Value of exercise testing to evaluate the indication for surgery in asymptomatic patients with valvular aortic stenosis

Domenico Alborino, Jacques Lars Hoffmann, Pierre Claude Fournet, Antoine Bloch
Journal of Heart Valve Disease 2002, 11 (2): 204-9

BACKGROUND AND AIMS OF THE STUDY: The study aim was to assess the value of exercise stress testing in identifying asymptomatic patients with moderate or severe valvular aortic stenosis (AS). These patients generally develop symptoms during follow up, and require valvular replacement surgery (VRS) at one to three years after single symptom-limited exercise stress testing. Limited data are available on predictors of outcome in asymptomatic patients with valvular AS. A single symptom-limited exercise stress test might offer more precise risk stratification of patients referred for cardiological evaluation.

METHODS: The safety and diagnostic accuracy of exercise testing to predict symptom development and need for surgery was assessed prospectively in 30 asymptomatic patients (mean age 62+/-14 years) with valvular AS. Twenty patients had moderate AS (mean Doppler gradient 30-49 mmHg), and 10 severe AS (gradient > or =50 mmHg). Patients underwent a symptom-limited maximal exercise test with upright bicycle ergometry. There were no complications during and after exercise testing. All patients were followed up for at least 36 months.

RESULTS: Ergometry was abnormal in 18 patients (60%); two patients had a fall in systolic blood pressure, one patient had a fall in systolic blood pressure with angina and ECG signs of myocardial ischemia, one had angina and ECG signs of myocardial ischemia, three patients had ECG signs of myocardial ischemia without symptoms, and 11 had dyspnea at low workload. During the following 12 months all patients with a normal exercise test remained asymptomatic (negative predictive value 100%). Ten of the 18 patients with abnormal exercise test experienced symptoms and required VRS, but eight did not (positive predictive value 55%). After 36 months, only two of 12 patients with a normal exercise test developed symptoms and required VRS (negative predictive value 83%); among subjects with abnormal exercise test, four of 18 required VRS. At three years after exercise testing, 10 patients with a normal exercise stress test and four with an abnormal test did not require VRS as they remained asymptomatic (positive predictive value 78%). There was no statistically significant difference in valvular aortic area, maximal and mean gradient between patients with normal and abnormal exercise tests.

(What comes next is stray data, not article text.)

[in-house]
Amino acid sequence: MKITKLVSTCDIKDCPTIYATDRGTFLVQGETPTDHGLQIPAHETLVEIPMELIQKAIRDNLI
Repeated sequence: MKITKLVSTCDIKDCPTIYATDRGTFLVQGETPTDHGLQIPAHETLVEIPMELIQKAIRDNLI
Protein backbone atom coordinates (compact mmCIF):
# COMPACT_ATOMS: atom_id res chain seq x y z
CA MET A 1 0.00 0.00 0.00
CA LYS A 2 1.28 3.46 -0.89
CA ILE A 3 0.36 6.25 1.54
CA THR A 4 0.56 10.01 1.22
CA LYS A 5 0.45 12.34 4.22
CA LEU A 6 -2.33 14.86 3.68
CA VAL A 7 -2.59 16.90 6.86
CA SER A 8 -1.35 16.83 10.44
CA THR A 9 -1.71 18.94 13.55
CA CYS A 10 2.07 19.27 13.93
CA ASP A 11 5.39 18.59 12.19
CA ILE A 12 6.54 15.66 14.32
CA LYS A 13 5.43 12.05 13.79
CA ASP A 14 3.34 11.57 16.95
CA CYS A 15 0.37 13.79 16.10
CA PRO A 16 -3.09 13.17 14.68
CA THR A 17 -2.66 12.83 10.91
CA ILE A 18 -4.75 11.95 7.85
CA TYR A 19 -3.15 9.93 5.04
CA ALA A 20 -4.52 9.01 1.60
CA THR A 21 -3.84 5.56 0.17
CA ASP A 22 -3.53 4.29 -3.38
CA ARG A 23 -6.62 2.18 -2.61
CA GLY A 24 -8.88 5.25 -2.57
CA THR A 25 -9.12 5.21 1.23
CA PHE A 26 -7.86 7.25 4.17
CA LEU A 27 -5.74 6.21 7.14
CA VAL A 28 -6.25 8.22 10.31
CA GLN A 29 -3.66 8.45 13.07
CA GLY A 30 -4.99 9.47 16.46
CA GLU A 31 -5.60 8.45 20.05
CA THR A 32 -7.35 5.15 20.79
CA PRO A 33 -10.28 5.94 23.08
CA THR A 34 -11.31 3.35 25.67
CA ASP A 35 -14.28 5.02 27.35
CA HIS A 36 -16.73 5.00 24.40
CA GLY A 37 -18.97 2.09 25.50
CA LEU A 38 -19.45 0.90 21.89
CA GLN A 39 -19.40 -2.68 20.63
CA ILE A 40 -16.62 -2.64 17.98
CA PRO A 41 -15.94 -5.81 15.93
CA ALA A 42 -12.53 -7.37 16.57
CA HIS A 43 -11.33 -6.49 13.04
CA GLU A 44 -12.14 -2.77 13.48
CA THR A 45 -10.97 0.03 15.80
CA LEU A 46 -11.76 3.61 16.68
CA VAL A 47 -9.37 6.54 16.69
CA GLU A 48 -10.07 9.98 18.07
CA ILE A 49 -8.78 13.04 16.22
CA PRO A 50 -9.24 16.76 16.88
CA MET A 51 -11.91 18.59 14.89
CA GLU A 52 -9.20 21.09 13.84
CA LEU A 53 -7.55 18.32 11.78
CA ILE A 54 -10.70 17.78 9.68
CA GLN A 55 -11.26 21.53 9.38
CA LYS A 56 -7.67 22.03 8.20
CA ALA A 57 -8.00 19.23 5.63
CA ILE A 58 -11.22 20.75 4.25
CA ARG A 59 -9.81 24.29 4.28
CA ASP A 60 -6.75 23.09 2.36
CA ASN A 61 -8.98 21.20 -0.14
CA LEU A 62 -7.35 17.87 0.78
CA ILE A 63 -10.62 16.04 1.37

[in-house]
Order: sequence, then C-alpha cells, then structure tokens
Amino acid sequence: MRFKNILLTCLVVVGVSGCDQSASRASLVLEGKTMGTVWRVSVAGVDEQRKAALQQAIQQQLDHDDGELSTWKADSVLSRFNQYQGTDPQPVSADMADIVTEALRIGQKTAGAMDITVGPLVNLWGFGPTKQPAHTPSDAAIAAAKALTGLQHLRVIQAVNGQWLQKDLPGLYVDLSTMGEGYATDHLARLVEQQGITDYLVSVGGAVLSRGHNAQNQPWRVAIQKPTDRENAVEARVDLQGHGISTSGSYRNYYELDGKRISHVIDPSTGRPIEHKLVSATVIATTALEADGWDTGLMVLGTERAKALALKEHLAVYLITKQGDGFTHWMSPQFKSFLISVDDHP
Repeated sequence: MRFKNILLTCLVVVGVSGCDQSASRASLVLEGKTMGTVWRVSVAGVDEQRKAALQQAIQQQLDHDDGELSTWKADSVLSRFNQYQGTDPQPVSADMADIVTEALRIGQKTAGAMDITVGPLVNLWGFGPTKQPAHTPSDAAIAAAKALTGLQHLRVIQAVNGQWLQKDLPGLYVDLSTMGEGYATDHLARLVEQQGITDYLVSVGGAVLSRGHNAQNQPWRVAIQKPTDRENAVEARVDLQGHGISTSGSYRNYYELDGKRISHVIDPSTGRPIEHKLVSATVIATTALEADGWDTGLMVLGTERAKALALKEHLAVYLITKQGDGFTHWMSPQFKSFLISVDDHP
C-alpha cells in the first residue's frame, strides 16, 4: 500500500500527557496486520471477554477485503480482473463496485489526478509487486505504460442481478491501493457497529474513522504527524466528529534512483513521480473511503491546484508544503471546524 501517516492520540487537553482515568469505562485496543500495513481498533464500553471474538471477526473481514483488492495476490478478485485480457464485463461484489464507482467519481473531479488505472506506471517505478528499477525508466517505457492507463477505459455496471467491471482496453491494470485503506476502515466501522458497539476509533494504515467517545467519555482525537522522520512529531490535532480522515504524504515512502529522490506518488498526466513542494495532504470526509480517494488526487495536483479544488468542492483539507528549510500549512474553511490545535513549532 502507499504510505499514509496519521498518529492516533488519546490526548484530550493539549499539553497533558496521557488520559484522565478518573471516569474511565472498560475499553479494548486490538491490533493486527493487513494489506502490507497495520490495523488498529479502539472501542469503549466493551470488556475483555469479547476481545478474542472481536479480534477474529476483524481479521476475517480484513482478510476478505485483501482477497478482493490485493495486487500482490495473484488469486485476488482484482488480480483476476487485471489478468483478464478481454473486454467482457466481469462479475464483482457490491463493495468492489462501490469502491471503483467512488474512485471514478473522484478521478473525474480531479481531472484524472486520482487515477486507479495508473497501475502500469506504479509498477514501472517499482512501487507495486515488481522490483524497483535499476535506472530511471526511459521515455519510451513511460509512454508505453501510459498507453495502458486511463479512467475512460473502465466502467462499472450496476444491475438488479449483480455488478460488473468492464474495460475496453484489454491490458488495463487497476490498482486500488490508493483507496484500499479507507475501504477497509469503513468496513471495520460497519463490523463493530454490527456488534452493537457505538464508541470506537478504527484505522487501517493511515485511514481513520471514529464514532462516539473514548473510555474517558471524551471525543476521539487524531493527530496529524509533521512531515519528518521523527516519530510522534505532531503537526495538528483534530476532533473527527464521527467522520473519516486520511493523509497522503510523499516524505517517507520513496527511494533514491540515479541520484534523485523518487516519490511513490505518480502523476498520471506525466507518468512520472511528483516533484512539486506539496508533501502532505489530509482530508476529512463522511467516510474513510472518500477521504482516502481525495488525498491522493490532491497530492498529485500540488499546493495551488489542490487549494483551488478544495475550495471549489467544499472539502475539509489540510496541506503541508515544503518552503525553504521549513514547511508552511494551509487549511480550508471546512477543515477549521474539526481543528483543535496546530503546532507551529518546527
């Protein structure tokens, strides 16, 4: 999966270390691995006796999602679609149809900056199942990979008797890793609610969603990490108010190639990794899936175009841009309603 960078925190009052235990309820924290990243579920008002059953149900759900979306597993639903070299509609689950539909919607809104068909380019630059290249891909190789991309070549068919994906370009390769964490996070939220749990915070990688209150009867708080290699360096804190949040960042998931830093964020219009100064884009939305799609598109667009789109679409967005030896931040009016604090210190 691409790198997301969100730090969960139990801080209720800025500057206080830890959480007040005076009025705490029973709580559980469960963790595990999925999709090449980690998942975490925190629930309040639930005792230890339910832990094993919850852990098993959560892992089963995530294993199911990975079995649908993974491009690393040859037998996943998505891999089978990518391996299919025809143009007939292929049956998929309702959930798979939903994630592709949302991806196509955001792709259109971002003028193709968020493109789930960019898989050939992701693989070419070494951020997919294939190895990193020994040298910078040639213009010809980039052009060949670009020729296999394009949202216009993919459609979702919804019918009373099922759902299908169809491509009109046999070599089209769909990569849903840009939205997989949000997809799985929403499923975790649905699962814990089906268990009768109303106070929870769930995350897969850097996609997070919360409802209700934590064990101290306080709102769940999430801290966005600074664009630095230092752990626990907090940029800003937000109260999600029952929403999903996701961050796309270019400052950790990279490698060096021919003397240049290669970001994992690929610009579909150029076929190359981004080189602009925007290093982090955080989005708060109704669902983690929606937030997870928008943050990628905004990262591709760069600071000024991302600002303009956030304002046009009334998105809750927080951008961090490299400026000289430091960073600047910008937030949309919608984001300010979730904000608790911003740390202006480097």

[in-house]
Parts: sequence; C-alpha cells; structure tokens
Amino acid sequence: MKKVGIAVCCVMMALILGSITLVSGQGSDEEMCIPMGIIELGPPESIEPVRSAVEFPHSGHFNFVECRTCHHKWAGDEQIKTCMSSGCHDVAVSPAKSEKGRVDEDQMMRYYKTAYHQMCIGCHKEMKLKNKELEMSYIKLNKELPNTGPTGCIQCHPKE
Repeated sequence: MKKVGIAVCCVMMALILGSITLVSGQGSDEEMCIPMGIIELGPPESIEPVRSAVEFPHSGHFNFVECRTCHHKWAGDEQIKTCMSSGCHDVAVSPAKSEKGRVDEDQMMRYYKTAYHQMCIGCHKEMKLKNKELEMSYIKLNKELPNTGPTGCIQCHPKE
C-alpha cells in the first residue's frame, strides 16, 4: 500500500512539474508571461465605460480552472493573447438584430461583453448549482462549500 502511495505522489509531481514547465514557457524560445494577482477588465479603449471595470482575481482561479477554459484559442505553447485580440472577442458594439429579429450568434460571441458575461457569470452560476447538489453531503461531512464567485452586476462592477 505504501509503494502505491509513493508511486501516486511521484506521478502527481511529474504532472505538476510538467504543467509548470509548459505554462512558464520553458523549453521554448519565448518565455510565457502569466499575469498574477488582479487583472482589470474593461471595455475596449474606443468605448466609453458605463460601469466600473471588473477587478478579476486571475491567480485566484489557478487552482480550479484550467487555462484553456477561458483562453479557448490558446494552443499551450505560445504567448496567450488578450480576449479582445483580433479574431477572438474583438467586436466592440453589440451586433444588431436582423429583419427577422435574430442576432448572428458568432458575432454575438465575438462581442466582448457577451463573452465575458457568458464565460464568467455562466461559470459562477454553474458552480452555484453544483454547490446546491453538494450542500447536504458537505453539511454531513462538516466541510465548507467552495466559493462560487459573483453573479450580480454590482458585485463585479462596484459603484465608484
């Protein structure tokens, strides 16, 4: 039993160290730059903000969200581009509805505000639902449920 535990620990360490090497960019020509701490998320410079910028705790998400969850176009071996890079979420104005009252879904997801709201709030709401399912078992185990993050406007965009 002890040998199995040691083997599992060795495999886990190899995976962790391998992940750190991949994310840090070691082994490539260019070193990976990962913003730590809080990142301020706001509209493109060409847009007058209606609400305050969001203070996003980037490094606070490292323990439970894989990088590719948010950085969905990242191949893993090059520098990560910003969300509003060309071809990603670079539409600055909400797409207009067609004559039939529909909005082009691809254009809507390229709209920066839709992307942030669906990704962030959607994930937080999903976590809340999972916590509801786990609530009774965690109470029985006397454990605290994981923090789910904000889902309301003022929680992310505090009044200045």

CONCLUSION: Exercise stress testing may be performed safely in asymptomatic patients with moderate or severe valvular AS. Tests which meet criteria for normal patients allow physicians confidently to postpone VRS and to suggest a simple, cost-effective method of follow up in such cases. An abnormal test may reveal symptoms or identify a population for closer follow up.

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